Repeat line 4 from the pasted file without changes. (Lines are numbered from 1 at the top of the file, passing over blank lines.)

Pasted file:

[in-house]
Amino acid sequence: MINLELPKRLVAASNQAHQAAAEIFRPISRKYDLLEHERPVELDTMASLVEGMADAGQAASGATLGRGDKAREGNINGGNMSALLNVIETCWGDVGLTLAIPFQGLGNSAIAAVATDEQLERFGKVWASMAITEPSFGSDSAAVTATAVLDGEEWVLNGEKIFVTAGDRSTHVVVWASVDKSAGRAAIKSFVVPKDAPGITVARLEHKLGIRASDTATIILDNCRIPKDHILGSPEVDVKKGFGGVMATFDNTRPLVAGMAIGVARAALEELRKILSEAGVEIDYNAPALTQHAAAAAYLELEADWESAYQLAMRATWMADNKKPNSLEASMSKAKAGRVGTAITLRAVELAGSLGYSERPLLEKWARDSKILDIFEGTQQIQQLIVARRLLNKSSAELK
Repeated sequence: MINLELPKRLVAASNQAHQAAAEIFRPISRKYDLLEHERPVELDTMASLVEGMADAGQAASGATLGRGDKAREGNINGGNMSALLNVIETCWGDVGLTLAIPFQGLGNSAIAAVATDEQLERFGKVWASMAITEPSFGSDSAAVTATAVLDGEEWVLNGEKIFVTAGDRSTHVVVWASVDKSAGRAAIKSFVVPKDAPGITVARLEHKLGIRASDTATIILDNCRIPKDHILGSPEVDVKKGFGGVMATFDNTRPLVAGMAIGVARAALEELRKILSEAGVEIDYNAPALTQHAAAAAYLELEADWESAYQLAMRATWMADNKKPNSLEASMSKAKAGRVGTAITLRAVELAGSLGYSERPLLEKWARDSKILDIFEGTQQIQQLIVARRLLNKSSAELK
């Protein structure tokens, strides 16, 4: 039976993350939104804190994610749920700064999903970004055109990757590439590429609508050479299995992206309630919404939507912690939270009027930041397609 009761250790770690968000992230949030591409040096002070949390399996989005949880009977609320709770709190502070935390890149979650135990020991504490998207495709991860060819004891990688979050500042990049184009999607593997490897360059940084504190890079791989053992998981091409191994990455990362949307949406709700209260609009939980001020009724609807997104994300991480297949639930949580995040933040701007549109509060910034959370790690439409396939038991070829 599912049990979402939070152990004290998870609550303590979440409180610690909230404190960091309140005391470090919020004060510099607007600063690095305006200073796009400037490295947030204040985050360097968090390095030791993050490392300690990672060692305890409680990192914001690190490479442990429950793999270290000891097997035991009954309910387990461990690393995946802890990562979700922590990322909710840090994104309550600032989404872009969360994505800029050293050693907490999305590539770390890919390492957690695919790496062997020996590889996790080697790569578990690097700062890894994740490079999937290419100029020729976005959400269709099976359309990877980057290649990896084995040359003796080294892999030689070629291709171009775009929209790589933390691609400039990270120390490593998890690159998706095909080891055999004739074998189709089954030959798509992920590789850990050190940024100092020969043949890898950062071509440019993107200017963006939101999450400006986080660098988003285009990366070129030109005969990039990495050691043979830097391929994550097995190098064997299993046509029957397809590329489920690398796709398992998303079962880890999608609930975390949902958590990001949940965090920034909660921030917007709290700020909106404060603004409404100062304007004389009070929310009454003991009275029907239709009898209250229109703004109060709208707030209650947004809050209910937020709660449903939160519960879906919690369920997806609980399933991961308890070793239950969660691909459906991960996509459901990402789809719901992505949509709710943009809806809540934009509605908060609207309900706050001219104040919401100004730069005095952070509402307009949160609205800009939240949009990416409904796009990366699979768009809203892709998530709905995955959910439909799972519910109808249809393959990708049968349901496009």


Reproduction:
């Protein structure tokens, strides 16, 4: 039976993350939104804190994610749920700064999903970004055109990757590439590429609508050479299995992206309630919404939507912690939270009027930041397609 009761250790770690968000992230949030591409040096002070949390399996989005949880009977609320709770709190502070935390890149979650135990020991504490998207495709991860060819004891990688979050500042990049184009999607593997490897360059940084504190890079791989053992998981091409191994990455990362949307949406709700209260609009939980001020009724609807997104994300991480297949639930949580995040933040701007549109509060910034959370790690439409396939038991070829 599912049990979402939070152990004290998870609550303590979440409180610690909230404190960091309140005391470090919020004060510099607007600063690095305006200073796009400037490295947030204040985050360097968090390095030791993050490392300690990672060692305890409680990192914001690190490479442990429950793999270290000891097997035991009954309910387990461990690393995946802890990562979700922590990322909710840090994104309550600032989404872009969360994505800029050293050693907490999305590539770390890919390492957690695919790496062997020996590889996790080697790569578990690097700062890894994740490079999937290419100029020729976005959400269709099976359309990877980057290649990896084995040359003796080294892999030689070629291709171009775009929209790589933390691609400039990270120390490593998890690159998706095909080891055999004739074998189709089954030959798509992920590789850990050190940024100092020969043949890898950062071509440019993107200017963006939101999450400006986080660098988003285009990366070129030109005969990039990495050691043979830097391929994550097995190098064997299993046509029957397809590329489920690398796709398992998303079962880890999608609930975390949902958590990001949940965090920034909660921030917007709290700020909106404060603004409404100062304007004389009070929310009454003991009275029907239709009898209250229109703004109060709208707030209650947004809050209910937020709660449903939160519960879906919690369920997806609980399933991961308890070793239950969660691909459906991960996509459901990402789809719901992505949509709710943009809806809540934009509605908060609207309900706050001219104040919401100004730069005095952070509402307009949160609205800009939240949009990416409904796009990366699979768009809203892709998530709905995955959910439909799972519910109808249809393959990708049968349901496009």